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Here, by shifting the mean curve down on the vertical axis by two standard deviations, we have reduced the probability of failure from 50% to 1%. Fatigue tests are usually run for the constant amplitude fully reversing cycles you can see here. The same stress magnitude is applied in tension and in compression. Let’s define a few terms – the stress range is defined as the difference between the maximum and minimum stresses. The stress amplitude is defined as half of the stress range.

 

The mean stress is the average of the maximum and minimum stresses. In this case the mean stress is zero. But this is only one very specific type of loading. In some cases we might have a mean stress which is not equal to zero, as shown here. This mean stress will have an effect on the fatigue life. A tensile mean stress will typically result in a shorter fatigue life. One way to account for a tensile mean stress is to use S-N curves derived for specific values of mean stress. But these are often not available, or would be time consuming to obtain. Another approach is to use the Goodman diagram, which adjusts the endurance limit to account for a mean stress.

 

Let’s see how it works. On a Goodman diagram the mean stress is shown on the horizontal axis and the stress amplitude is shown on the vertical axis. A straight line is drawn between the endurance limit at a mean stress of 0 and the  material ultimate tensile strength at a stress amplitude of 0. If our cyclic loading conditions are located below the Goodman line, our component will be safe from fatigue failure. There are a few different variations of this diagram, as you can see here. This approach can only be used to determine whether a component will have an infinite life.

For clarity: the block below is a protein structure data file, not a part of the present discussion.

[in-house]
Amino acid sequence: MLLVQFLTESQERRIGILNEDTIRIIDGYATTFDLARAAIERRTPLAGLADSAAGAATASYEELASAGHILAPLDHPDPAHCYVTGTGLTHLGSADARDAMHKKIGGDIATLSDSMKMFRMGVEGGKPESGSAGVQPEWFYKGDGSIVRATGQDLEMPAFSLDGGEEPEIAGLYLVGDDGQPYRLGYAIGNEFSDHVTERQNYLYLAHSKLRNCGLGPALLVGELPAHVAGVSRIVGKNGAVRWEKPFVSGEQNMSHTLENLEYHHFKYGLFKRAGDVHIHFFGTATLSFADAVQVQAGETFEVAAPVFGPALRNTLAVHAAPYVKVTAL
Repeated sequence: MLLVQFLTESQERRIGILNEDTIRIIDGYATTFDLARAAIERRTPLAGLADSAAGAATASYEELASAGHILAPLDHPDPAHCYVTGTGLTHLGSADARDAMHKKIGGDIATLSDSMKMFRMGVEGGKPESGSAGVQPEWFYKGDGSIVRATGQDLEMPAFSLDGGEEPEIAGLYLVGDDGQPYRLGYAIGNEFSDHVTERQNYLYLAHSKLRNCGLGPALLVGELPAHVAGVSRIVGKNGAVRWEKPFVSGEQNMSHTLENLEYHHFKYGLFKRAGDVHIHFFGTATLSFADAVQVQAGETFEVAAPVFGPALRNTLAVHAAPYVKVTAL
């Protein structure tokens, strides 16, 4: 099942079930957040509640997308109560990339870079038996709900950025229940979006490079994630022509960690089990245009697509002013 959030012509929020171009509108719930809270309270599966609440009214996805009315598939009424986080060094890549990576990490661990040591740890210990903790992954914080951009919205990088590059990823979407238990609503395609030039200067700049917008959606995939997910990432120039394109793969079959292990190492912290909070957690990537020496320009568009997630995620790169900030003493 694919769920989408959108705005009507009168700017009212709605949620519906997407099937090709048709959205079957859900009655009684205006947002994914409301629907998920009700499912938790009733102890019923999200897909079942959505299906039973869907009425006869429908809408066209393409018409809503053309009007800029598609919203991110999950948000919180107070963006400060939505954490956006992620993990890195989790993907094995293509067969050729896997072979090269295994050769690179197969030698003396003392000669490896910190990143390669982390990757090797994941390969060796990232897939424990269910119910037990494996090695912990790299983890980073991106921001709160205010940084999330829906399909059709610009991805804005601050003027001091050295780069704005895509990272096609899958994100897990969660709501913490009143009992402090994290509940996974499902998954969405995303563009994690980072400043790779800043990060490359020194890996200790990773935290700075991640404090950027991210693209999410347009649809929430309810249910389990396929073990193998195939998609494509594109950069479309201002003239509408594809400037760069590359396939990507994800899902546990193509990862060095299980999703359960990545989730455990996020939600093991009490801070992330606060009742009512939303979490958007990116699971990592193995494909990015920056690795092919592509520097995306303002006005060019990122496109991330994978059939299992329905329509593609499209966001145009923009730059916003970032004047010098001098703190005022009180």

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It doesn’t allow us to calculate a fatigue life. In many real-world cases the applied loading is likely to be far more complex than what we have considered so far. We can use techniques like the Rainflow counting method to simplify a complex stress spectrum into a number of simpler constant amplitude cycles Miner’s rule allows us to account for the cumulative damage caused by each of these different constant amplitude stress ranges. It calculates the damage fraction D as the sum of the fatigue damage contributions for each stress range. The individual contributions are calculated by dividing the number of cycles by the number of cycles to failure for that stress range.

 

The damage contributions from all stress ranges are then summed. If the total summed damaged fraction is greater than one fatigue failure is considered to have occurred. In this example the damage fraction D sums to 0.94. This is less than 1, and so fatigue failure has not occurred. If the structure we are assessing contains an existing crack, the S-N approach is not suitable for determining the fatigue life. If the dimensions of the crack are known, we can instead determine the fatigue life using a Linear Elastic Fracture Mechanics approach. This involves calculating a critical crack size which would result in fracture, and using a crack growth law to calculate the time required for the crack to grow to this critical size. But that’s enough about fatigue for now. Stay tuned for more engineering videos!